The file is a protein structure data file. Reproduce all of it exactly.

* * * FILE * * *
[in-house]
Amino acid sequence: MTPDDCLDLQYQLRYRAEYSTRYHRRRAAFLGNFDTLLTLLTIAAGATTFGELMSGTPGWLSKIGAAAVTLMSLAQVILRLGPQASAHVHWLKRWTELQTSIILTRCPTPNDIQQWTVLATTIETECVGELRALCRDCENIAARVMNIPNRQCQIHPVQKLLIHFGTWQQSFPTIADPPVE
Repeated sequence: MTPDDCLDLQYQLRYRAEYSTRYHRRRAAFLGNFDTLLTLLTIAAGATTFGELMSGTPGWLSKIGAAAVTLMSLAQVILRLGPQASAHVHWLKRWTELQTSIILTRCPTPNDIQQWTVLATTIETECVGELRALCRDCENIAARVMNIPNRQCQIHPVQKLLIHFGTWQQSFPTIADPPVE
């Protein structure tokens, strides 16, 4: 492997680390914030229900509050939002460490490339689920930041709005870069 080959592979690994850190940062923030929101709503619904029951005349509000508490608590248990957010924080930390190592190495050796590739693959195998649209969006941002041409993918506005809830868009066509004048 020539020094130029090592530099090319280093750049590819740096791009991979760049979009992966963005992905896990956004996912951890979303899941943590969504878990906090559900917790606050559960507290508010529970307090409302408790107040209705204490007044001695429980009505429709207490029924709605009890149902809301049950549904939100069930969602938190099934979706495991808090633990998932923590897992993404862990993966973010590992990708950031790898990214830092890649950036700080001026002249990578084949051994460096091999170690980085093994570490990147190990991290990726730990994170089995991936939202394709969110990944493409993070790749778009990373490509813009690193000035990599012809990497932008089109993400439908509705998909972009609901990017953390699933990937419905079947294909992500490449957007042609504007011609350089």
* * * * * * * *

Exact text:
[in-house]
Amino acid sequence: MTPDDCLDLQYQLRYRAEYSTRYHRRRAAFLGNFDTLLTLLTIAAGATTFGELMSGTPGWLSKIGAAAVTLMSLAQVILRLGPQASAHVHWLKRWTELQTSIILTRCPTPNDIQQWTVLATTIETECVGELRALCRDCENIAARVMNIPNRQCQIHPVQKLLIHFGTWQQSFPTIADPPVE
Repeated sequence: MTPDDCLDLQYQLRYRAEYSTRYHRRRAAFLGNFDTLLTLLTIAAGATTFGELMSGTPGWLSKIGAAAVTLMSLAQVILRLGPQASAHVHWLKRWTELQTSIILTRCPTPNDIQQWTVLATTIETECVGELRALCRDCENIAARVMNIPNRQCQIHPVQKLLIHFGTWQQSFPTIADPPVE
């Protein structure tokens, strides 16, 4: 492997680390914030229900509050939002460490490339689920930041709005870069 080959592979690994850190940062923030929101709503619904029951005349509000508490608590248990957010924080930390190592190495050796590739693959195998649209969006941002041409993918506005809830868009066509004048 020539020094130029090592530099090319280093750049590819740096791009991979760049979009992966963005992905896990956004996912951890979303899941943590969504878990906090559900917790606050559960507290508010529970307090409302408790107040209705204490007044001695429980009505429709207490029924709605009890149902809301049950549904939100069930969602938190099934979706495991808090633990998932923590897992993404862990993966973010590992990708950031790898990214830092890649950036700080001026002249990578084949051994460096091999170690980085093994570490990147190990991290990726730990994170089995991936939202394709969110990944493409993070790749778009990373490509813009690193000035990599012809990497932008089109993400439908509705998909972009609901990017953390699933990937419905079947294909992500490449957007042609504007011609350089």